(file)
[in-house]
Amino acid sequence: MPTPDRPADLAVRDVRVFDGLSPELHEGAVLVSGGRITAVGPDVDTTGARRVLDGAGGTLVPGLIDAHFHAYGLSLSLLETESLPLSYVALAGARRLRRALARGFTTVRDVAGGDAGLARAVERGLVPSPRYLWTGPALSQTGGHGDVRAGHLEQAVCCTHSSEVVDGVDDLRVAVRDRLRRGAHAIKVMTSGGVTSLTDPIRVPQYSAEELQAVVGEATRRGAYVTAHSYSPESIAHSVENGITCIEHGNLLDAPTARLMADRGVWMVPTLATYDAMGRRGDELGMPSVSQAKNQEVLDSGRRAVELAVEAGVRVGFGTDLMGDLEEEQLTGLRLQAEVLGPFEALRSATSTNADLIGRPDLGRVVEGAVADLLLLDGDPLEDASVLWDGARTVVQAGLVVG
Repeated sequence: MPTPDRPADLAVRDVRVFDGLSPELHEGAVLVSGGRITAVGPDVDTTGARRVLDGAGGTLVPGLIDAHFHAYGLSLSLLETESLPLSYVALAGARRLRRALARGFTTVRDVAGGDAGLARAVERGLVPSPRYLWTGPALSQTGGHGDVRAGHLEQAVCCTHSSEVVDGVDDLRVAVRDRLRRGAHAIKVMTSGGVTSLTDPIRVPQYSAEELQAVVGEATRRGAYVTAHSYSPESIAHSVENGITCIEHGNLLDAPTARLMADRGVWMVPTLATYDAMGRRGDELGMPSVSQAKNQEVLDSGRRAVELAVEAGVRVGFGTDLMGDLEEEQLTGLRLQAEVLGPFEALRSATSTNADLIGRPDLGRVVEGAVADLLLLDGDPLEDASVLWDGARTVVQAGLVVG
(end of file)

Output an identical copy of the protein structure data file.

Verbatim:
[in-house]
Amino acid sequence: MPTPDRPADLAVRDVRVFDGLSPELHEGAVLVSGGRITAVGPDVDTTGARRVLDGAGGTLVPGLIDAHFHAYGLSLSLLETESLPLSYVALAGARRLRRALARGFTTVRDVAGGDAGLARAVERGLVPSPRYLWTGPALSQTGGHGDVRAGHLEQAVCCTHSSEVVDGVDDLRVAVRDRLRRGAHAIKVMTSGGVTSLTDPIRVPQYSAEELQAVVGEATRRGAYVTAHSYSPESIAHSVENGITCIEHGNLLDAPTARLMADRGVWMVPTLATYDAMGRRGDELGMPSVSQAKNQEVLDSGRRAVELAVEAGVRVGFGTDLMGDLEEEQLTGLRLQAEVLGPFEALRSATSTNADLIGRPDLGRVVEGAVADLLLLDGDPLEDASVLWDGARTVVQAGLVVG
Repeated sequence: MPTPDRPADLAVRDVRVFDGLSPELHEGAVLVSGGRITAVGPDVDTTGARRVLDGAGGTLVPGLIDAHFHAYGLSLSLLETESLPLSYVALAGARRLRRALARGFTTVRDVAGGDAGLARAVERGLVPSPRYLWTGPALSQTGGHGDVRAGHLEQAVCCTHSSEVVDGVDDLRVAVRDRLRRGAHAIKVMTSGGVTSLTDPIRVPQYSAEELQAVVGEATRRGAYVTAHSYSPESIAHSVENGITCIEHGNLLDAPTARLMADRGVWMVPTLATYDAMGRRGDELGMPSVSQAKNQEVLDSGRRAVELAVEAGVRVGFGTDLMGDLEEEQLTGLRLQAEVLGPFEALRSATSTNADLIGRPDLGRVVEGAVADLLLLDGDPLEDASVLWDGARTVVQAGLVVG